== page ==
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Tag Archives: NATE

How Trade Certification Helps Wireless Industry Workers

By Don Bishop

Duane MacEntee (left), a partner at the law firm of Barker MacEntee and executive director of the National Wireless Safety Alliance, and Todd Schlekeway, president and CEO of NATE: The Communications Infrastructure Contractors Association.

Referring to what he called an incredible uplift in adoption of National Wireless Safety Alliance certification, Duane MacEntee, NWSA’s executive director, said that the organization has administered almost 30,000 examinations since its inception in 2015, and the vast majority of those have been given in the last 18 months. MacEntee spoke during an AGL Virtual Summit in June at the session, “Initiatives Grow the Communications Infrastructure Workforce and Increase Diversity,” moderated by Todd Schlekeway, president and CEO of NATE: The Communications Infrastructure Contractors Association.

MacEntee also is a founding partner of the law firm of Barker MacEntee, whose practice includes serving engineering firms and contractors doing business in wireless communications.

Among NWSA’s members are carriers, tower owners, contractors and supporting organizations that wanted an independent mechanism for verifying and validating worker proficiency, MacEntee said. He said the organization is becoming quite successful at having a trade certification. A trade certification differs from a training certificate, and he said both are extremely important.

According to MacEntee, a training certificate is evidence that someone has gone through a class, and has been trained on a particular skill. What a trade certification does is more comprehensive, he said.

“A trade certification is a test that validates the knowledge and experience of an individual at a certain proficiency level,” MacEntee said. “It has to be unbiased. We did this to make sure that we had an independent, verifiable and portable credential that goes to the worker, no matter where the worker is employed. It’s not unlike a welder: no matter where they got to work, they’re certified. That’s the analogy I draw for a crane operator.”

What NWSA tried to do, MacEntee explained, was to ensure that it came in at the right level within the framework of the apprenticeship model or the O*NET model of occupations, and to have the right people coming to the table. An example of a relevant apprenticeship model is the Telecommunications Industry Registered Apprenticeship Program (TIRAP) that includes 11 occupations. The Occupational Information Network (O*NET) was  developed under the sponsorship of the U.S. Department of Labor’s Employment and Training Administration through a grant to the North Carolina Department of Commerce. The O*NET database contains hundreds of standardized and occupation-specific descriptors for 1,000 occupations covering the U.S. economy.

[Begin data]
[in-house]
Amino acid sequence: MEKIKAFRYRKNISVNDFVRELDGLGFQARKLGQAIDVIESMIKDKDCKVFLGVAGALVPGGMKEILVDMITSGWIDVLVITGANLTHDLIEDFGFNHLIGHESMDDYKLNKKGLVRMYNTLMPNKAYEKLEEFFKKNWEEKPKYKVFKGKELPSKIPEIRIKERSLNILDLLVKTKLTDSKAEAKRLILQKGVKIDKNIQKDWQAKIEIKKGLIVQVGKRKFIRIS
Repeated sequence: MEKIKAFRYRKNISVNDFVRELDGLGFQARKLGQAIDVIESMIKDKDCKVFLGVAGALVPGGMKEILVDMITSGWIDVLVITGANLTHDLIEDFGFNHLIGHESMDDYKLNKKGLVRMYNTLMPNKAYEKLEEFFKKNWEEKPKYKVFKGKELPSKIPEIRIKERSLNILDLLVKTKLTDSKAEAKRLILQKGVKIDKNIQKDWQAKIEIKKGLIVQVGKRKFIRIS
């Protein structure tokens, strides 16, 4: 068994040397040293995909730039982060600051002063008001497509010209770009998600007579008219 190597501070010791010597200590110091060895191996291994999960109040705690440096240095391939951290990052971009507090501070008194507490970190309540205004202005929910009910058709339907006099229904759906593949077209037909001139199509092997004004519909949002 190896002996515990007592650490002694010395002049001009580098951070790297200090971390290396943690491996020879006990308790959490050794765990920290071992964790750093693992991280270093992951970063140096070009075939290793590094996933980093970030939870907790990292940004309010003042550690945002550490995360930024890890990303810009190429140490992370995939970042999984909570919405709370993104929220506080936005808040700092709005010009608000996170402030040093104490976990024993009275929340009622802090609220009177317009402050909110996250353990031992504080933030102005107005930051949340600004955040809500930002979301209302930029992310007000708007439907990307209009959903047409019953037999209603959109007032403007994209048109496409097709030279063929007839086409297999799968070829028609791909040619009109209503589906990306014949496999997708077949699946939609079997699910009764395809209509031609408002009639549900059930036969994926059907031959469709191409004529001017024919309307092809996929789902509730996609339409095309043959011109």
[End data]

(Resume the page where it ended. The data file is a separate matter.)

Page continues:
As MacEntee explained, NWSA follows a deliberate, disciplined process, and the American National Standards Institute’s (ANSI) national accreditation board accredits NWSA. “That’s what gives us the credibility that we are managing the program to a standard that’s unquestionable, and that our testing instruments themselves are validated statistically,” MacEntee said.

The use of a statistical validation called psychometrics make sure that NWSA is testing at the right level and that its tests achieve what the wireless communications industry says it needs, MacEntee said. “We go through a lot of science to get to a test that’s valid,” he said. “It’s the first time in our industry where there’s a credential that follows the worker, no matter where they’re employed. It’s meaningful for the professionalism industry.”

As a wireless communications industry worker pursues a career, there are points along the way where certification becomes important, MacEntee said. Typically, with an apprenticeship model, certification becomes critical, leading to NWSA’s collaboration with TIRAP.

“Many TIRAP members also are NWSA members,” MacEntee said. “We work together to identify trade certifications. It allows someone new coming into the industry to identify a path that they can point to, not unlike other professions in the trades in which they have an occupation that can provide for their families for years to come, and in which they can make progress. It’s a stair-step process.

“For workers who want to come in, who are dedicated to progression and who want to learn more, we have something for them to achieve that then represents the worker to employers that they can rely on, that doesn’t waste a lot of time in retraining all the time,” MacEntee said.

“If someone comes in to a trade at a certain level of proficiency —no one questions an electrician, a master electrician, as to whether or not they know Ohms law, right. Therefore, it’s that kind of thing. We’re looking at that as being a very big plus for our industry.